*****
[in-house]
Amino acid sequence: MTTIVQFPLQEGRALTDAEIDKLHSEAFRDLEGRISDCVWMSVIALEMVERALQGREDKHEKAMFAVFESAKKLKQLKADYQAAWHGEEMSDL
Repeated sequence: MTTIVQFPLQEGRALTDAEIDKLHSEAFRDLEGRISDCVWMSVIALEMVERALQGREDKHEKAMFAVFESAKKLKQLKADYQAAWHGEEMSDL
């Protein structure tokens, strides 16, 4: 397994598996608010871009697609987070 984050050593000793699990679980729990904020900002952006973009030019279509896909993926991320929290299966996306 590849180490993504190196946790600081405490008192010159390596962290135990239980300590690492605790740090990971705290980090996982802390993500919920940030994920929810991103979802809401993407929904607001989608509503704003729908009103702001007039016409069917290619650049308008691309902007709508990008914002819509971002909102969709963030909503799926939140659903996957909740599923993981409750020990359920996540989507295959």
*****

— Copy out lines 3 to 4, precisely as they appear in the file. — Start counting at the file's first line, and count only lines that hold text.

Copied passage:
Repeated sequence: MTTIVQFPLQEGRALTDAEIDKLHSEAFRDLEGRISDCVWMSVIALEMVERALQGREDKHEKAMFAVFESAKKLKQLKADYQAAWHGEEMSDL
């Protein structure tokens, strides 16, 4: 397994598996608010871009697609987070 984050050593000793699990679980729990904020900002952006973009030019279509896909993926991320929290299966996306 590849180490993504190196946790600081405490008192010159390596962290135990239980300590690492605790740090990971705290980090996982802390993500919920940030994920929810991103979802809401993407929904607001989608509503704003729908009103702001007039016409069917290619650049308008691309902007709508990008914002819509971002909102969709963030909503799926939140659903996957909740599923993981409750020990359920996540989507295959």